Technical Assistance Brief - Personal Property in Long-Term Care Facilities
Residents in long-term care facilities have the right to retain personal possessions and make their room as homelike as possible. While the size of the room and potential health and safety of other residents may need to be considered and result in limitations, a long-term care facility cannot ban the placement of personal property in a resident’s room. This TA Brief addresses the question of whether or not it is appropriate for a long-term care facility to restrict or ban personal property from appearing on the walls, floor or in other areas of the resident’s room.
Piecing Together Quality Long-Term Care - A Consumer's Guide to Choices and Advocacy
This guide from the National Consumer Voice for Quality Long-Term Care (the Consumer Voice) and accompanying fact sheets are designed for advocates and consumers who are currently receiving or who may in the future receive long-term services and supports in the community. The purpose of these materials is to inform advocates and consumers about options for long-term services and supports, and to empower consumers - through education - to effectively advocate on their own behalf.
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The CT LTCOP reported on the progress of the CT Statewide Coalition of Presidents of Resident Councils Executive Board. The State Ombudsman supports and facilitates the work of the Executive Board through regular meetings and conference calls, financial support to attend meetings in some instances and assistance with meetings with legislators and policy makers. (2011)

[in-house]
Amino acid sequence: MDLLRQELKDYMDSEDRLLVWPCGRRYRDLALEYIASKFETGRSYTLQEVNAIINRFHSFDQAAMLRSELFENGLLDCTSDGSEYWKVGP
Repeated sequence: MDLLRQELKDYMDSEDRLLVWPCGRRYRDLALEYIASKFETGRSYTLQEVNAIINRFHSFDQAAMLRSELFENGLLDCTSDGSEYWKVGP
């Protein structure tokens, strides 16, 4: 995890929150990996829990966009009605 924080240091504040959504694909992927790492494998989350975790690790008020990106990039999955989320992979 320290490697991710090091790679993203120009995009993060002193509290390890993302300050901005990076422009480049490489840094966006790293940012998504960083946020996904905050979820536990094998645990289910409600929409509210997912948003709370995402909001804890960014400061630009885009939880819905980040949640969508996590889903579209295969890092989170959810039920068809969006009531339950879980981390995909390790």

District of Columbia
The DC LTCOP organized and hosted the first annual Leadership Conference for presidents of resident and family councils at local nursing home, and organized a forum for social workers of long-term care facilities addressing issues with the return of residents to their homes via home and community based services. (2011)
The Iowa Office of State Long-Term Care Ombudsman received inquiries on a regular basis as to whether an attorney-in-fact, under a durable power of attorney for health care, can limit or deny visitation to a resident or tenant. As a result, OSLTCO developed a policy on visitation and access to residents after many concerns arose. The hope is that this policy will help inform and guide facilities, lawyers and other advocates on visitation rights, placing the focus on the resident. This policy has been shared with the survey entity, the protection and advocacy agency and NF/ALP associations. (2013)
The Mississippi program planned and organized its annual Snowflake Ball. Its mission is to provide a holiday outing for residents living in long-term care facilities. (December 2011)
The New Mexico LTCOP worked with the provider community to support the Physical Restrain Free State Initiative. To be recognized as a Physical Restraint Free Facility, a facility must request that the Ombudsmen conduct a seven step site visit scheduled at a mutually agreeable time. If this site visit shows any physical restraint usage, the facility has to provide detailed information about each instance of use that demonstrates that the usage was consistent with the exceptions allowed for under the law. The New Mexico LTCOP expects to build a more positive relationship with the nursing home industry such that facility staff members learn to work with ombudsmen instead of against to promote resident rights and wishes. (2013)